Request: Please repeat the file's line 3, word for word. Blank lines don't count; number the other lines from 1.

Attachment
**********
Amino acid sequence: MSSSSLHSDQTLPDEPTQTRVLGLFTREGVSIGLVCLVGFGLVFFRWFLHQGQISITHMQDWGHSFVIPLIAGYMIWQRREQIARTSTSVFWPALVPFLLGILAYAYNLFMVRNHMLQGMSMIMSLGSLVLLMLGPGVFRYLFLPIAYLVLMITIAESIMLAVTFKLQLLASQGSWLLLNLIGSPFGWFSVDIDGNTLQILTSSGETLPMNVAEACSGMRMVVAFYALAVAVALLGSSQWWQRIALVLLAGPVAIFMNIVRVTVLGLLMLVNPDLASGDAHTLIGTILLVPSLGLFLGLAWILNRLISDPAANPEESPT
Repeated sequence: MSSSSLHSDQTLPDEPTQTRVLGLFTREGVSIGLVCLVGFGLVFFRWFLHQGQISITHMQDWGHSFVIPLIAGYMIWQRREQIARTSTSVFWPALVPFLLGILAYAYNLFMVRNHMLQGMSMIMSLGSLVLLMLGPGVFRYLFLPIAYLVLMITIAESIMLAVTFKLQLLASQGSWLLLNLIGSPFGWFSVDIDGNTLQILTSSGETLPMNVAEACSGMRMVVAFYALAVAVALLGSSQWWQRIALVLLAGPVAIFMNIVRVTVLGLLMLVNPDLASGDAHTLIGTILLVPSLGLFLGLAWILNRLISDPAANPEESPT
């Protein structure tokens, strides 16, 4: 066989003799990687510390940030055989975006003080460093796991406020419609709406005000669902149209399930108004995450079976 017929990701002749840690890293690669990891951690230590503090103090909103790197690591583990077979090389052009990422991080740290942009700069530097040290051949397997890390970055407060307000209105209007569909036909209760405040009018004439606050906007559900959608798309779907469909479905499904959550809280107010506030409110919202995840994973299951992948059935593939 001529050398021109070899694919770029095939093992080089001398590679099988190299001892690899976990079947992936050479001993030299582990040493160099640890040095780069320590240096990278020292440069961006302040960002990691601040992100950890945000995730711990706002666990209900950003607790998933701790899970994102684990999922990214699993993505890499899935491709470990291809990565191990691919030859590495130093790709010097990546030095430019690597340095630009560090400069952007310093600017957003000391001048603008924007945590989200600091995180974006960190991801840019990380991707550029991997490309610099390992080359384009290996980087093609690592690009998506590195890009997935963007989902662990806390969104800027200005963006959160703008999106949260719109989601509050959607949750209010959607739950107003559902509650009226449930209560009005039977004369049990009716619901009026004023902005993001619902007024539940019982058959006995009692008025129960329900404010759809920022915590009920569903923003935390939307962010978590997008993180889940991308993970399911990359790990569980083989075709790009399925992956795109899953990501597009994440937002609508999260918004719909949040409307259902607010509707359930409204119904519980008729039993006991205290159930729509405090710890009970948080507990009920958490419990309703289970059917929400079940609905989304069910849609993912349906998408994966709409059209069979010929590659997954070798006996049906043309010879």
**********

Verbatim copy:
């Protein structure tokens, strides 16, 4: 066989003799990687510390940030055989975006003080460093796991406020419609709406005000669902149209399930108004995450079976 017929990701002749840690890293690669990891951690230590503090103090909103790197690591583990077979090389052009990422991080740290942009700069530097040290051949397997890390970055407060307000209105209007569909036909209760405040009018004439606050906007559900959608798309779907469909479905499904959550809280107010506030409110919202995840994973299951992948059935593939 001529050398021109070899694919770029095939093992080089001398590679099988190299001892690899976990079947992936050479001993030299582990040493160099640890040095780069320590240096990278020292440069961006302040960002990691601040992100950890945000995730711990706002666990209900950003607790998933701790899970994102684990999922990214699993993505890499899935491709470990291809990565191990691919030859590495130093790709010097990546030095430019690597340095630009560090400069952007310093600017957003000391001048603008924007945590989200600091995180974006960190991801840019990380991707550029991997490309610099390992080359384009290996980087093609690592690009998506590195890009997935963007989902662990806390969104800027200005963006959160703008999106949260719109989601509050959607949750209010959607739950107003559902509650009226449930209560009005039977004369049990009716619901009026004023902005993001619902007024539940019982058959006995009692008025129960329900404010759809920022915590009920569903923003935390939307962010978590997008993180889940991308993970399911990359790990569980083989075709790009399925992956795109899953990501597009994440937002609508999260918004719909949040409307259902607010509707359930409204119904519980008729039993006991205290159930729509405090710890009970948080507990009920958490419990309703289970059917929400079940609905989304069910849609993912349906998408994966709409059209069979010929590659997954070798006996049906043309010879």